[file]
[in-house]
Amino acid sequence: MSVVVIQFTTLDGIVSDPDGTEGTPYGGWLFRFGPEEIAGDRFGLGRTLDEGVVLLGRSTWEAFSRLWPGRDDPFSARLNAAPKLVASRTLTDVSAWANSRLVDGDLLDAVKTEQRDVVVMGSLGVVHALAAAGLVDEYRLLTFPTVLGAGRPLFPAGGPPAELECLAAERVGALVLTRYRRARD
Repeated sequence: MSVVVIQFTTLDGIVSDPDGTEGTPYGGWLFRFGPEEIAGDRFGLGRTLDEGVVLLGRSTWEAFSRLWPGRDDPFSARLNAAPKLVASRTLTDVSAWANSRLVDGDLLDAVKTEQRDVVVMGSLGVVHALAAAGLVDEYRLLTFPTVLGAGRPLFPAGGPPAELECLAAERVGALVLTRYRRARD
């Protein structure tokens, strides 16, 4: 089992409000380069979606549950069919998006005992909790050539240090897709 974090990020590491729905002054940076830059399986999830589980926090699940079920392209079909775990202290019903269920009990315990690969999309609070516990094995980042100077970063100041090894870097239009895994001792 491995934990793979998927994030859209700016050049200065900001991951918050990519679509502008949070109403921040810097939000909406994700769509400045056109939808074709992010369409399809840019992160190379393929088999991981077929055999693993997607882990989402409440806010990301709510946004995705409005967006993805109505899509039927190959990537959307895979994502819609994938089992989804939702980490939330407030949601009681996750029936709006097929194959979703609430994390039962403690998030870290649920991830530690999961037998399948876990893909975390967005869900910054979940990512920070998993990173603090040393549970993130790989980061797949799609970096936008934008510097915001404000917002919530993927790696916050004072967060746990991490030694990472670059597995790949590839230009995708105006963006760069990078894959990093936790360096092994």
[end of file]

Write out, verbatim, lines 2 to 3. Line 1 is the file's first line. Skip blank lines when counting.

Amino acid sequence: MSVVVIQFTTLDGIVSDPDGTEGTPYGGWLFRFGPEEIAGDRFGLGRTLDEGVVLLGRSTWEAFSRLWPGRDDPFSARLNAAPKLVASRTLTDVSAWANSRLVDGDLLDAVKTEQRDVVVMGSLGVVHALAAAGLVDEYRLLTFPTVLGAGRPLFPAGGPPAELECLAAERVGALVLTRYRRARD
Repeated sequence: MSVVVIQFTTLDGIVSDPDGTEGTPYGGWLFRFGPEEIAGDRFGLGRTLDEGVVLLGRSTWEAFSRLWPGRDDPFSARLNAAPKLVASRTLTDVSAWANSRLVDGDLLDAVKTEQRDVVVMGSLGVVHALAAAGLVDEYRLLTFPTVLGAGRPLFPAGGPPAELECLAAERVGALVLTRYRRARD